By the way, I’m not a 1911 fan but that optic on the 1911 makes it look terrible in my opinion. Just my .02 cents…

  4. I was fortunate to not be born with the envy-jealous gene. I simply don’t care what other people own. I happen to like ALL weapons and I don’t prefer any over any others. I do wish, however, that I was wealthier and owned more of them.

    I am currently building a .50 caliber flintlock pistol from scratch and when it’s done I will have the experience to build a .50 flintlock rifle from scratch.

    I started down this building path about 5 years ago when I built my 5.56 race gun from off the shelf parts, then a model 870 tactical marine magnum, then a Ruger 10-22 race gun, and an S&W M+P tactical .22. I just like guns and see no reason to not continue on this path. Oh yeah, if I have a weakness it is believing I don’t have enough ammo. Have about 40k on hand and that just isn’t enough. Lastly, from a Vedders holster at 4 o’clock, and can draw and get a round on target 21 feet away with that S&W in just over 2 seconds most days. Takes practice, and you have to like it.

    1. 50 cal flint lock sounds cool.

      There’s something really satisfying about older stuff.

      I really enjoy the Ruger Single Six convertible. Old school single action revolver. I have some Double action revolvers as well, which are also old school compared to todays Semi’s

      Revolvers, Bolt actions, black powders and other old school stuff is really cool. It is reliable and enjoyable.

      New stuff is great too. Just something about that old school world really is even greater.

    2. Oh and the Ruger 10 22, in my opinion, is my favorite rifle overall ever. For a modern semi auto rifle it is reliable, versatile, affordable and mods and parts are available galore, the sky is the limit.
      And even with all this fiat currency printing like it’s going out of style, the 10 22 is still fairly affordable to use on the range.

      Though I do miss the days of $ 10 dollar bricks of 500 22 LR ammo. Circa 2011.

      Now those bricks are 35 to 50 bucks.

  5. When I finally convinced my wife to learn how to shoot, get a carry license and start carrying a gun, we started with a S&W M&P whatever plastic fantastic that had a laser sight on it. I figured it might help her learn to shoot better. (It didn’t, that’s another story). My experience with that is if you don’t already have the necessary skills to get the pistol close to on target, the laser’s dot going be useless. Depending on lighting, the laser’s dot going be invisible. You’ll waste precious seconds trying to see a red dot while staring in the face of imminent peril. Finally, at bad guy in the parking lot range, using any sight is going take longer than the traditional point and shoot. My advice to her was just point it at their gut (not aim, just point) and pull the trigger until it goes click. Took the laser off and gave it away.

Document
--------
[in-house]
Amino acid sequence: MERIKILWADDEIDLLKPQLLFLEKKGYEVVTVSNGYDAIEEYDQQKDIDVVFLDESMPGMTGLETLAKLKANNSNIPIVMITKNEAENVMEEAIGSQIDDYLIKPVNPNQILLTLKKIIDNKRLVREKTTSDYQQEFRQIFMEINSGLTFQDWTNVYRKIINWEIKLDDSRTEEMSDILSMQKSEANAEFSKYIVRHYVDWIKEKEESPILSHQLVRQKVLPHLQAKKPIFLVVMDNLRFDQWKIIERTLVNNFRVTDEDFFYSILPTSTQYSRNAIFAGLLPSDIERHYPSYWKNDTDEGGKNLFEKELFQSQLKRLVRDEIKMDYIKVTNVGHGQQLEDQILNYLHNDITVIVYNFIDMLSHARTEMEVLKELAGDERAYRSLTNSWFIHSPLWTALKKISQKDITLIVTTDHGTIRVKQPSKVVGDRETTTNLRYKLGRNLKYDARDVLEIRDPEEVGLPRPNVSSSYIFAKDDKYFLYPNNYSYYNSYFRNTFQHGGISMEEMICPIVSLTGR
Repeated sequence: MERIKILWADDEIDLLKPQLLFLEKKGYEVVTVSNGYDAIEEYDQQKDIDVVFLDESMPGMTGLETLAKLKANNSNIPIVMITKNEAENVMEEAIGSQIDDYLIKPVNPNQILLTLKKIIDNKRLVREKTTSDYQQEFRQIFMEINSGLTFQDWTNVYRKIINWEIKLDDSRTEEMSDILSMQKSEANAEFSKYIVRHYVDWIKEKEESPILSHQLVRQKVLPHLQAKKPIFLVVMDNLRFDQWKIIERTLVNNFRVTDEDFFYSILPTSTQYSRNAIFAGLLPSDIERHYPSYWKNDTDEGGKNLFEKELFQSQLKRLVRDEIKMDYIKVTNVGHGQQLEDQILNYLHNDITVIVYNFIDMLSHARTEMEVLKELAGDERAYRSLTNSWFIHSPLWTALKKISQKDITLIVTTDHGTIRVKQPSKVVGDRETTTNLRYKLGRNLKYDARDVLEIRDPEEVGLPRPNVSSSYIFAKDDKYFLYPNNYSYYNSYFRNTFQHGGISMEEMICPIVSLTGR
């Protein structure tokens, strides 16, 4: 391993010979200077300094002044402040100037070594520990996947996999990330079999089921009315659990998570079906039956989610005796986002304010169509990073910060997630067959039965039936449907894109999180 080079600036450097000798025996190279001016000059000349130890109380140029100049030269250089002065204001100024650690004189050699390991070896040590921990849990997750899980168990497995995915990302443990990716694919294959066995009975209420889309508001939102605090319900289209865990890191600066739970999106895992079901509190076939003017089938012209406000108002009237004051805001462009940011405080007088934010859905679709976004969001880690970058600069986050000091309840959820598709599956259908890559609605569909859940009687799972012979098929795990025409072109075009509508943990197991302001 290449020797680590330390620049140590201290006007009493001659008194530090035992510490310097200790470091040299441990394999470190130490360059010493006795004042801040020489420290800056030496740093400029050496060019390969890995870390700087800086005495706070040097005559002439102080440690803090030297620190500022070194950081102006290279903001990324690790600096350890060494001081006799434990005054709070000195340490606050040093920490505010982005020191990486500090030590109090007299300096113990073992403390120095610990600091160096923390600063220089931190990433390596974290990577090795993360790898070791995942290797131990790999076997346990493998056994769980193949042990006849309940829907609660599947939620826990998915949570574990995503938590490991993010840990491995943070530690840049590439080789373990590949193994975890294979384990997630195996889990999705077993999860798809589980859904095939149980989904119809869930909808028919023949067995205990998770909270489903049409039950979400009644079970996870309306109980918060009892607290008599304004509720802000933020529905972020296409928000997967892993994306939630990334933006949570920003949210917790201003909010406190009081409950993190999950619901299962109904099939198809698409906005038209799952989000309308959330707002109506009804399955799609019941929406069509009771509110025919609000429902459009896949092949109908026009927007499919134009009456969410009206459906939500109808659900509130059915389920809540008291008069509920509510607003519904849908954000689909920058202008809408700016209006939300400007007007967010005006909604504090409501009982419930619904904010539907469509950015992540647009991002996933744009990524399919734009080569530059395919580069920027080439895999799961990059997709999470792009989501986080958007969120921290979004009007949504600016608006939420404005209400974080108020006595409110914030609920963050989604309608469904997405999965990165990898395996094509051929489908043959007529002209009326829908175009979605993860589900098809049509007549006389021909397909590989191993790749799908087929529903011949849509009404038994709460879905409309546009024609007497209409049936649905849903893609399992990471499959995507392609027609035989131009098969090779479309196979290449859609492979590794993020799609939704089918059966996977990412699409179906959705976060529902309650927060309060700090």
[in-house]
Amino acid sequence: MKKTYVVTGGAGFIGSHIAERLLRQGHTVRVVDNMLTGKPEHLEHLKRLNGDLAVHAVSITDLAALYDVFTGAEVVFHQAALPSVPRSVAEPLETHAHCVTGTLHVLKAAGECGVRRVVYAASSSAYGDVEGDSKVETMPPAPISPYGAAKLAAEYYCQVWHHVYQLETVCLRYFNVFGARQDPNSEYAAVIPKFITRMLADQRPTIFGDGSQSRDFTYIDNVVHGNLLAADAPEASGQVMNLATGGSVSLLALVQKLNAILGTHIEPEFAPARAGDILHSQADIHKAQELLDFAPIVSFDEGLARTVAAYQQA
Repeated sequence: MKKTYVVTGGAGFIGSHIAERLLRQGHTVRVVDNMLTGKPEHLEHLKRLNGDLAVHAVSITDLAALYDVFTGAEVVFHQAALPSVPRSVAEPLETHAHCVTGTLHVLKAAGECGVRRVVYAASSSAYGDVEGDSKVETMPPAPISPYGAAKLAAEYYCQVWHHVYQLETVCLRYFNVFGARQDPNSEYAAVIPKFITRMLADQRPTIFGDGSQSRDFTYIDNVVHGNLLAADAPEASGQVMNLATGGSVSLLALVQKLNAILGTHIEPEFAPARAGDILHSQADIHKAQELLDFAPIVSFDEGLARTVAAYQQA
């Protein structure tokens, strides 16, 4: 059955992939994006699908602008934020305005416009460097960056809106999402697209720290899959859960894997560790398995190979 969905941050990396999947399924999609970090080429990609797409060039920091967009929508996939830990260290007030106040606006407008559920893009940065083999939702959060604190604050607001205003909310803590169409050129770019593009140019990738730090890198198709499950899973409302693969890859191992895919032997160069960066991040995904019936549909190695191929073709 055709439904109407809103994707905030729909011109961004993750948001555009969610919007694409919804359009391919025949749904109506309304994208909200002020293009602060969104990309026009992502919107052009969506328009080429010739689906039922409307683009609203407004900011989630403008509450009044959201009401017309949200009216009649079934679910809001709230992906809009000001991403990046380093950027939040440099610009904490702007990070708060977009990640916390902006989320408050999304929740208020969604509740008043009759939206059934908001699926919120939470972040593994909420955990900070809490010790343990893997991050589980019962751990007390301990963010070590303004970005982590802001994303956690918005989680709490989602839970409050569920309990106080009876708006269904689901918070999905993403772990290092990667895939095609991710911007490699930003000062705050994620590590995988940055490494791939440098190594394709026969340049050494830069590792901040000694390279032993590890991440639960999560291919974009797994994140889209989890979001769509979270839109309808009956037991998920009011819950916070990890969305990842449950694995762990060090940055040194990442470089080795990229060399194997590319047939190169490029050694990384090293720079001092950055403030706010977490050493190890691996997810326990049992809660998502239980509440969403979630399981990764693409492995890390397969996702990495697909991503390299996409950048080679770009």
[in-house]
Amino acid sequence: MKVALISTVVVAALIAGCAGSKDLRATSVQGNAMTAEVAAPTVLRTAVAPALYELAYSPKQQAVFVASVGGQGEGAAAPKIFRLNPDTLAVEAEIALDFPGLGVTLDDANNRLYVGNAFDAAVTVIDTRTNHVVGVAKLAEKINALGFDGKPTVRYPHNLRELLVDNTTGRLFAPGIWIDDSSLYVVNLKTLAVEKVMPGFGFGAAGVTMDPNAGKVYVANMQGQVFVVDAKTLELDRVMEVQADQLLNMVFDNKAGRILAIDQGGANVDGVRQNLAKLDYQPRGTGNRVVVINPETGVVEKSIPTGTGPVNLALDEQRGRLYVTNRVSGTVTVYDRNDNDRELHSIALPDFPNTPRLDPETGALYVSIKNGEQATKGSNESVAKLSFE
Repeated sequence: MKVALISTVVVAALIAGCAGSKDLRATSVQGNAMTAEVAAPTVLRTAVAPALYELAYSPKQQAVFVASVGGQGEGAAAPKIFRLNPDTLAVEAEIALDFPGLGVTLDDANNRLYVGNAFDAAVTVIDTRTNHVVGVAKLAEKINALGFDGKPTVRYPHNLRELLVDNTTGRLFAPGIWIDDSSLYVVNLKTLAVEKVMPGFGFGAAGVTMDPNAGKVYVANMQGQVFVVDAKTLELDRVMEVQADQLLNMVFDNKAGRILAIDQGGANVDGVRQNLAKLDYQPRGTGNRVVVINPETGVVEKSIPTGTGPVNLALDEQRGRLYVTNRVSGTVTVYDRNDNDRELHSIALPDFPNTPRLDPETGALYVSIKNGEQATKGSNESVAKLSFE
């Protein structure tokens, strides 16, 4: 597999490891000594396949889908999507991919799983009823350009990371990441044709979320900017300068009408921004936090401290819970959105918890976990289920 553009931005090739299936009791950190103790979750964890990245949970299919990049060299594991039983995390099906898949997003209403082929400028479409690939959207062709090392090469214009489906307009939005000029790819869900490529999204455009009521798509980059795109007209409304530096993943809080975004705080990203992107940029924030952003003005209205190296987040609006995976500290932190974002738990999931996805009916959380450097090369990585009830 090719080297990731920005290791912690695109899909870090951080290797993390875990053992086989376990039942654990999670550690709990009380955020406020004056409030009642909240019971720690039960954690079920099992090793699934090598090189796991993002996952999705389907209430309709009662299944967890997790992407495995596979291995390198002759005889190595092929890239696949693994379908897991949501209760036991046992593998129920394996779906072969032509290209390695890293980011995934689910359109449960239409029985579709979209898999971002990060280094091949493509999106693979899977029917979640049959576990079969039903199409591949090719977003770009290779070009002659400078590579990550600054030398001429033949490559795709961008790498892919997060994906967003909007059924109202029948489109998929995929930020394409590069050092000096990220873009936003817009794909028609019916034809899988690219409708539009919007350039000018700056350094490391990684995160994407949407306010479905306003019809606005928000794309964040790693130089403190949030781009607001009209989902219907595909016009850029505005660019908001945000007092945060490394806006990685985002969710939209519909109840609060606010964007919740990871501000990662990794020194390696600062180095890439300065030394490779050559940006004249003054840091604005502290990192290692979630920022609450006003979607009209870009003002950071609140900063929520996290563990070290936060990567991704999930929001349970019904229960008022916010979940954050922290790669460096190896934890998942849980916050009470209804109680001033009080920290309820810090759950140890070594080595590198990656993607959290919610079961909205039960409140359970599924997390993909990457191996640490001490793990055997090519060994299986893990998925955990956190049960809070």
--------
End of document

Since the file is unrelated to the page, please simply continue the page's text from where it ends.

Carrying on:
That said, I put an el cheapo red dot sight on my 10/22 rifle and she just fricking LOVES it. A woman who’s always hated guns will burn thru a brick plinking away at cans, bowling pins, falling disks, etc. with that .22 cause all she’s gotta do is put the red dot on target and squeeze. So, red dot scope for the win, laser takes last place. At least in my experience.

    1. During my time managing a small (12 lanes) indoor range/retail store, I had the opportunity to observe many shooters. Concur with your experience, especially about most folks reaction when ‘losing’ the dot. Further–

      Shooters today come to a laser sight with a ‘heads-up display, fire and forget’ frame of mind. They become a bit flustered when they discover that the dot simply WILL NOT hold still when mounted to a human, and in fact jumps around like a cat on a hot roof. Invariably their solution is to try to ‘grab’ (jerk) the shot in the micro-second the dot is centered. You can watch the dot dive completely off the target. Yeah, it takes practice.

      The good news is that the laser is a wonderful training aid for your grip, especially for a double action revolver shooting. If the dot moves when you pull the trigger, adjust your grip until it doesn’t.

  6. I tried a red dot of some sort on a Ruger Mk II pistol at an open house held at a club I used to go to. It was robo gun as far as dot on target was quick and accurate. They’ve since become smaller and less obtrusive on a handgun. They do need some practice to get used to them but they can be a helpful tool.

    I prefer mastering iron sights on firearms because they don’t need batteries etc. I do have a scope on a rifle but the rest remain without sights beyond the iron sights.

    I don’t eschew technology. I do however demand that such technology be an actual improvement to performance and reliable. Same goes for cartridges. 6.5 Creedmoor and company have been taking the firearms industry by storm but the more I read, the more I see that there is not need for me to change my gear since something new has been developed. I remember the .45 GAP and the Winchester Short Magnum cartridges that came out. I doubt that ammunition is made anymore. Even .40S&W is rumored to be on they way out. I speculate that .30 Super Carry won’t last unless enough police departments adopt the cartridge. The 5.7x?? has clung on with a couple more pistol manufacturers, Smith & Wesson and Ruger I believe, joining HK or whomever to make more firearms chambered in this cartridge.


  7. I have a major problem with the older trend of putting flashlights on a defensive firearm, whether it’s a pistol, rifle or shotgun. One of the four basic rules of firearms safety is “never point your weapon at something you’re not willing to poke a hole in” is obliterated by weapon-mounted lights. How are you going to light something up to see (literally) what it is without pointing your muzzle at it? Are you supposed to sweep it across the floor, ceiling or walls and depend on reflected light to illuminate your (potential) target? In an emergency I can almost guarantee that the user will point the light, and therefore the muzzle of the firearm, right at the (potential) target.

    If it turns out that it’s not a good target (say, your kid stumbling around in the kitchen at 3 AM during a power outage) you’ve just pointed a potentially lethal weapon at something/someone you love…this is generally considered to be BAD.